Report: Trump to inherit solid but uneven economy


Associated Press

WASHINGTON

The U.S. jobs report Friday made one thing clear: President-elect Donald Trump will inherit the same two-track U.S. economy that bedeviled his predecessor.

Hiring is solid and the unemployment rate low. But longer-term problems persist – especially a stubbornly high number of men who are out of work and have given up looking.

Many are likely frustrated former manufacturing workers who voted for Trump over Hillary Clinton.

Employers added 178,000 jobs in November, the government said, extending the longest streak of hiring since World War II. And the unemployment rate sank from 4.9 percent to a nine-year low of 4.6 percent. Yet the jobless rate dropped mainly because many of those out of work gave up on their job hunts and were no longer counted as unemployed.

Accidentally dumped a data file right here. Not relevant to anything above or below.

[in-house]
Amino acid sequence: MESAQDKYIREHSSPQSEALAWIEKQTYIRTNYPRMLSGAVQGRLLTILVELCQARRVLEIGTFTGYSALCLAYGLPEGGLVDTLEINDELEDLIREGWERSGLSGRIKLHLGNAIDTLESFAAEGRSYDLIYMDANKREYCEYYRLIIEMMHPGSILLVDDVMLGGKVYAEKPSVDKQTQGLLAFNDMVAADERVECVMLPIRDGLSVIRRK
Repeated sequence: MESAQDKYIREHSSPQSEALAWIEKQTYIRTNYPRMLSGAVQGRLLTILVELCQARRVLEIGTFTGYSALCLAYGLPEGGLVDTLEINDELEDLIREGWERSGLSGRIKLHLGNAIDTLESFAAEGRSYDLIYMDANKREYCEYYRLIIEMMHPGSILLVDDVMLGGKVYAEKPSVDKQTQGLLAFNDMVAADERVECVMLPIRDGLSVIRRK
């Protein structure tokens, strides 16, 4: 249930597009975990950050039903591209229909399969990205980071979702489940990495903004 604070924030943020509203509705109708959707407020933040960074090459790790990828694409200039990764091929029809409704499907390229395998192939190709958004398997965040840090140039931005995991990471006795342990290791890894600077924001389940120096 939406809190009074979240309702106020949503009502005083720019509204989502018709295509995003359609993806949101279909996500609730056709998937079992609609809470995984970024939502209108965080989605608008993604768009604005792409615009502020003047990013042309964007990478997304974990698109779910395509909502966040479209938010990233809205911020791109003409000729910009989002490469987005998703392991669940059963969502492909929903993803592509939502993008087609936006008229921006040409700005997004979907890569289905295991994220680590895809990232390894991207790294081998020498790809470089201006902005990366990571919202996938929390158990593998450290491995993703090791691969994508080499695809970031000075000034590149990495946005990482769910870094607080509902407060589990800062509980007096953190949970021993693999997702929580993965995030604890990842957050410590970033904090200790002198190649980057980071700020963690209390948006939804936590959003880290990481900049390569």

A key challenge for the Trump administration is to extend the benefits of job growth to include many of those who feel left out.

The job market’s durability will help to some extent. Eventually, low unemployment should compel employers to offer higher pay to attract more workers. That, in turn, could persuade more Americans to resume their job hunts and find work.

“With the unemployment rate this low and wages rising, now is the real test of whether a stronger economy can bring people back into job market,” said Jed Kolko, chief economist at job hunting website Indeed.

Aside from the longer-term challenges, recent data suggest that the economy is in decent shape. Americans bought homes in October at the fastest pace in nearly a decade. They’re also more confident in the economy than at any other point in the past nine years and are spending more.

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